When Carla started in her full time position at the Draper household, Betty outlined what she would be asked to do. Of course Carla would care for the children and Betty’s aging father, she would cook, and every day she’d have a battery of cleaning tasks.
How and when she cleaned, what her process would be was mostly left up to her. She always started in the kitchen. That was the space she felt the most comfortable in. She swept and then mopped. She ran a rag over all the cabinets and the counter surfaces. She used a metal cleaning fluid on the faucet and the sink, and the dishes were done on a rolling basis.
Carla hadn’t grown up in the kitchen; that was her mama’s territory. She and her sisters were never invited and they were particularly discouraged from entering when both parents were at work – too many sharp objects, too much potential for mess. No, for the Green girls the kitchen was a space of fantasy – always off limits and also the source of the delicious foods their mom concocted. Each meal’s presence was announced ahead by a set of luscious smells wafting out to where the girls played on the back stoop or on the big old couch in the living room.
When their mom died, Carla was sixteen years old. The night after the funeral, she entered the kitchen to take stock of all the casseroles and pies and things their neighbors and friends and relatives had made, but, looking around, she barely knew what to do with them. That was her rough and very sudden introduction to the kitchen, and it was an addition of insult to injury that she, the oldest sibling, had so much more responsibility now under such circumstances. She had resented her mother for that, but later, looking back, she wondered if her mom had known that each of her little girls would soon enough spend all their time in other people kitchens, white people’s kitchens. Maybe she’d wanted to spare them that so early in their lives.
Anyway, that didn’t matter anymore. After those initial bumps, Carla had fallen easily into her mama’s old role and done everything that was modeled for her such that her only feeling in there now was ease.
When Carla moved to clean the Drapers’ living room, there was a feather duster involved, a vacuum cleaner. And of course she used her own two hands to pick up anything the kids had strewn about. Once a week, she used a wood polish on some of the furniture and a silver polish on the appropriate odds and ends.
She might’ve expected that picking up after Sally and her occasional friend would just underline how different their childhoods had been – different race, different class, different generation, and even different region with Carla having grown up in Jackson, a far cry from the suburbs of New York. But as it had turned out, that wasn’t the case at all. It may have been because Carla saw in Sally a whole person, she might have been the only one who did. And she saw in her so many of the same rudimentary dreams and aspirations and anxieties that Carla herself had felt growing up.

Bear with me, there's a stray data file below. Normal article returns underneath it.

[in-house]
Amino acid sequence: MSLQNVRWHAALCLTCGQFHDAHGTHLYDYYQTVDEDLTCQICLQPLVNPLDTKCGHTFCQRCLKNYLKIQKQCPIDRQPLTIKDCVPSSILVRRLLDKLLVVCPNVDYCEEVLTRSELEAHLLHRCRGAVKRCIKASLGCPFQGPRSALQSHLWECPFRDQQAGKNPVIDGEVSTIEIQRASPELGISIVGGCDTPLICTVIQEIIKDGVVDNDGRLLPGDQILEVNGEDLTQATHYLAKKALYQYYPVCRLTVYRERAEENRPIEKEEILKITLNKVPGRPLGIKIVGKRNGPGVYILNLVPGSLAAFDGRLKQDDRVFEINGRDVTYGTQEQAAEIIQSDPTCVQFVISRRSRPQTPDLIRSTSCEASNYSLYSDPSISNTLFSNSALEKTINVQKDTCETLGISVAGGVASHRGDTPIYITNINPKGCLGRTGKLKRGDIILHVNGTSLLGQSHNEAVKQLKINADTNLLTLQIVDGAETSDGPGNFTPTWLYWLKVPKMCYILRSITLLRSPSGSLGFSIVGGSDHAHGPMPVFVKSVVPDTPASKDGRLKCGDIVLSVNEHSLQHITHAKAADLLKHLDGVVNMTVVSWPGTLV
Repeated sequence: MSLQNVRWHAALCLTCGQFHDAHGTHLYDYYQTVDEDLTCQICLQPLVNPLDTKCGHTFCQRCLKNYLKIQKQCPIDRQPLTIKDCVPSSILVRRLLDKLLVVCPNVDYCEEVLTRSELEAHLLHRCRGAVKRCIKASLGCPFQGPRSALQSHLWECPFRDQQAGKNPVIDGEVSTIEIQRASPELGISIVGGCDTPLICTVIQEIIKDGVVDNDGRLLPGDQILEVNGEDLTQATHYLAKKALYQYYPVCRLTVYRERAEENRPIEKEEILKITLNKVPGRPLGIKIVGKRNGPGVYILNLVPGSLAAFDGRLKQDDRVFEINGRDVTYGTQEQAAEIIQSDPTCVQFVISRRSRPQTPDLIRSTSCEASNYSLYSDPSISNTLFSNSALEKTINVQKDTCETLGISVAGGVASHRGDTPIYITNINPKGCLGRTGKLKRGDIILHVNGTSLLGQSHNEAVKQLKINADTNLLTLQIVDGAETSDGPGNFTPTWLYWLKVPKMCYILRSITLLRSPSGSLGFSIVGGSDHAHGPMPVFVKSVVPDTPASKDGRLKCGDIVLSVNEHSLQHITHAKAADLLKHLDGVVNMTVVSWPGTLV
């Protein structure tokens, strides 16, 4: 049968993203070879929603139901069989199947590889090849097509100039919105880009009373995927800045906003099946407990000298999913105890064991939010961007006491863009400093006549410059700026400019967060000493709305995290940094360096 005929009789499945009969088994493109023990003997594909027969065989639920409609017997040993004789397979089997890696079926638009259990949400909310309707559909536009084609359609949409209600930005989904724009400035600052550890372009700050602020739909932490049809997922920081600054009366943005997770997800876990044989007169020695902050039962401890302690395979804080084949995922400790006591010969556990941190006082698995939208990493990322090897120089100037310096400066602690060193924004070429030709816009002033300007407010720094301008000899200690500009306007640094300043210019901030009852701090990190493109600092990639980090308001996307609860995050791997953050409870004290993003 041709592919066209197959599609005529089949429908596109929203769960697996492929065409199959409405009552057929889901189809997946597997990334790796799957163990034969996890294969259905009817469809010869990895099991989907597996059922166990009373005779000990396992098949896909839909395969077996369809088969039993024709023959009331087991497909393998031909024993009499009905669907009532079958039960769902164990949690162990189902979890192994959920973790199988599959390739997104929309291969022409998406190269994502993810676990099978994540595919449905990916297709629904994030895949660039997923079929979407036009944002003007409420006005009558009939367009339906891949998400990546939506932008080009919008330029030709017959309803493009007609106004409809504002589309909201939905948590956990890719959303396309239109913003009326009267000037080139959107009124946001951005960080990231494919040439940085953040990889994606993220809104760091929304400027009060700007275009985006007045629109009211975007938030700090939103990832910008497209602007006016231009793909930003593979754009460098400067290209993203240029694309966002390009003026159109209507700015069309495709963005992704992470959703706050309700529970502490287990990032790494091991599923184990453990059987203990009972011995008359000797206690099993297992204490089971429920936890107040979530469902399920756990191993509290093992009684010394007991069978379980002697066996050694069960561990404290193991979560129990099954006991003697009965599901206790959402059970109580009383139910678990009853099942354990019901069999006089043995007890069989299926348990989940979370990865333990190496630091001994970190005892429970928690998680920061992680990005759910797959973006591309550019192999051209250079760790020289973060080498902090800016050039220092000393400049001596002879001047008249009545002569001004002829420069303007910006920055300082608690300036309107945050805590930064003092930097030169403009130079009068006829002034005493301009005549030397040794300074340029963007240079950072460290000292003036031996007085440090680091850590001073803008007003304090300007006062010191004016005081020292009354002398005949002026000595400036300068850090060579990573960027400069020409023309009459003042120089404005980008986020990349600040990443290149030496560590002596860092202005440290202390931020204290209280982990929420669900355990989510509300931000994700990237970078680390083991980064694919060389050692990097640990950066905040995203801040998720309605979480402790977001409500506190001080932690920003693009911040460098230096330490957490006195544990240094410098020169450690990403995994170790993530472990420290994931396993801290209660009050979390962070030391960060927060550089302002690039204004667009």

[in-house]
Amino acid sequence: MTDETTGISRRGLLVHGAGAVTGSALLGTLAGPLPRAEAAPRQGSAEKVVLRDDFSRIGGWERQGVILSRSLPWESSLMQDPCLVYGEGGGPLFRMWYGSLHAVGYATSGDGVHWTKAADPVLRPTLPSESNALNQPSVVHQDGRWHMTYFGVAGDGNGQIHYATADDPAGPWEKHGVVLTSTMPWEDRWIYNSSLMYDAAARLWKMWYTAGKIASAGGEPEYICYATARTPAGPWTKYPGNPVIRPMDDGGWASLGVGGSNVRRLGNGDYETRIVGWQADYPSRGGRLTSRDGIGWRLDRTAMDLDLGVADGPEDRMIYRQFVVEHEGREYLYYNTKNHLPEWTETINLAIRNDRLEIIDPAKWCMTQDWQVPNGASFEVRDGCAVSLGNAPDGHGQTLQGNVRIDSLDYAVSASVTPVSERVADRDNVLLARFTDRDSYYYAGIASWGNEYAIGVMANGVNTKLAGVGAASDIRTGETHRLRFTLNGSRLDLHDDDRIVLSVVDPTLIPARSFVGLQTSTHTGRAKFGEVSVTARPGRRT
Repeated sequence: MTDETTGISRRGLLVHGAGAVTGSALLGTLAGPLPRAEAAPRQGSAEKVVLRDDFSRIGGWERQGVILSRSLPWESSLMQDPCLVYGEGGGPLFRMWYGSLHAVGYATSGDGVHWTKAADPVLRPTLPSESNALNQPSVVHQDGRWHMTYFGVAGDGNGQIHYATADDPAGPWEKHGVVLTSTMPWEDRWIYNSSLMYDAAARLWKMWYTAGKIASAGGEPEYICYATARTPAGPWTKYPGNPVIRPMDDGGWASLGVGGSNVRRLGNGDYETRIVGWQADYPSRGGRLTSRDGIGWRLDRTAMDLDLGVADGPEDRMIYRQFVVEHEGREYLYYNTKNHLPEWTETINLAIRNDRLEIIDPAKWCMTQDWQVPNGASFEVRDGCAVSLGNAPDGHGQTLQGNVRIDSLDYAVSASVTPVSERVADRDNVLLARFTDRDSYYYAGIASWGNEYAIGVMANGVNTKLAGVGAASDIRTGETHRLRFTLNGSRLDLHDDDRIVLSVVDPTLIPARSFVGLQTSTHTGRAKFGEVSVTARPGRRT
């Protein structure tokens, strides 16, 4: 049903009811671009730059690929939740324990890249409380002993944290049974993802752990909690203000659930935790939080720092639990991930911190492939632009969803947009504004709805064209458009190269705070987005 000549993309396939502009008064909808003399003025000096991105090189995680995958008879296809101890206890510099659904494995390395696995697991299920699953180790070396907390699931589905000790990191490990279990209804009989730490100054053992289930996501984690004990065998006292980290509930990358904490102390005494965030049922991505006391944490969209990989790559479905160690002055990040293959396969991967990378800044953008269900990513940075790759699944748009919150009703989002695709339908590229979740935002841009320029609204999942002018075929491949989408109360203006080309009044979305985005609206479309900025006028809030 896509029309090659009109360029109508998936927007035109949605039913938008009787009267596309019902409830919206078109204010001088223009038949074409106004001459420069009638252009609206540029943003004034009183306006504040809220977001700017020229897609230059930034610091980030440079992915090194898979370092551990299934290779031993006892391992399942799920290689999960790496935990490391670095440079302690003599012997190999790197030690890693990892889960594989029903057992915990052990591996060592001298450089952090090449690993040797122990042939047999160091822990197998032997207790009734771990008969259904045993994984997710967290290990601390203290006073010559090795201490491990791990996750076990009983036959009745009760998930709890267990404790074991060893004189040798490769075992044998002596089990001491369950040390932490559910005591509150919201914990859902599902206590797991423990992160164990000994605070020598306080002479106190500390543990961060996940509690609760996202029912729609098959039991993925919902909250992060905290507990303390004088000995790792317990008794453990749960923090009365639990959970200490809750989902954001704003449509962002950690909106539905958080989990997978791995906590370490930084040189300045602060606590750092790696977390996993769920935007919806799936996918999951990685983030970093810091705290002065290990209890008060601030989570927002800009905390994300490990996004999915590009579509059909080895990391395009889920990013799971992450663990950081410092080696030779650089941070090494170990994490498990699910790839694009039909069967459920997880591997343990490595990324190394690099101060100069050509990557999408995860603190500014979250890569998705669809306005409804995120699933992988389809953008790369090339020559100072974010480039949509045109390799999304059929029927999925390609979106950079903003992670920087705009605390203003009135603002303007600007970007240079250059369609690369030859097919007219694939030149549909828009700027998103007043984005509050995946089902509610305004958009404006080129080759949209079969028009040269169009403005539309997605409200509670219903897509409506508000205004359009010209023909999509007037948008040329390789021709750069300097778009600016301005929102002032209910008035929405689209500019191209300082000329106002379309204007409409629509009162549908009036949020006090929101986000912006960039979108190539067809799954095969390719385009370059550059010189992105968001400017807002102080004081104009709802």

She thought of all the ways she had schemed with the oldest of her younger sisters, Janelle, to impress their mom and dad, and she thought how much Sally might benefit from a sister, how glad she was that she’d had them both.
Janelle and Darlene still lived in Mississippi. Carla was the only one who had ventured this far from home even now that they’re dad was gone too.
The pillows and rugs required attention at the end of each month. Carla made sure to bring a big canvas bag she sometimes used for grocery shopping from home so she could haul all the throw pillows and the bed pillow out to the back year and beat them vigorously with the handle of a rake over a large black tarp. Betty said this released the dust and fluffed them up. Carla was incredulous, but she didn’t give it much thought.
The rugs were more difficult, requiring her to move all the furniture off, roll them up, carry them out and hang them on the laundry line where they could be similarly beaten. Unsurprisingly, she preferred the pillows.
Carla liked to think she’d met her husband on a pillow. Really they’d come to know one another through friends, who said they’d be great together. As per her norm, she’d remained reserved when they’d run into each other a few weeks later walking from the movies, but the electricity of attraction that ran between them was impossible to ignore and that night they’d made love in the most passionate fit of heat that twenty-four year old woman had yet to experience.
It wasn’t until afterwards, however, in the conversation that ensued when their bodies were all spent following three rounds of burning rubber, it wasn’t until then that she felt they really met with their heads resting on the throw pillows she’d slept on in those young adult daybed days.
That’s always where her mind was each time she beat the dust out of the Drapers’ fluffy furnishings.
Carla didn’t know what Betty Draper had thought she was getting when she hired her. Sometimes she suspected this rich woman wanted a machine – a silent, efficient machine. She definitely didn’t want a person, a woman, a Black woman; she didn’t want Carla Green. But it was Carla who came every day and it was Carla who cleaned that house spotless from floor to ceiling. And how could she do it in other way than by bringing herself, her whole self, and everything that made her who she was into that house to do the work that needed doing?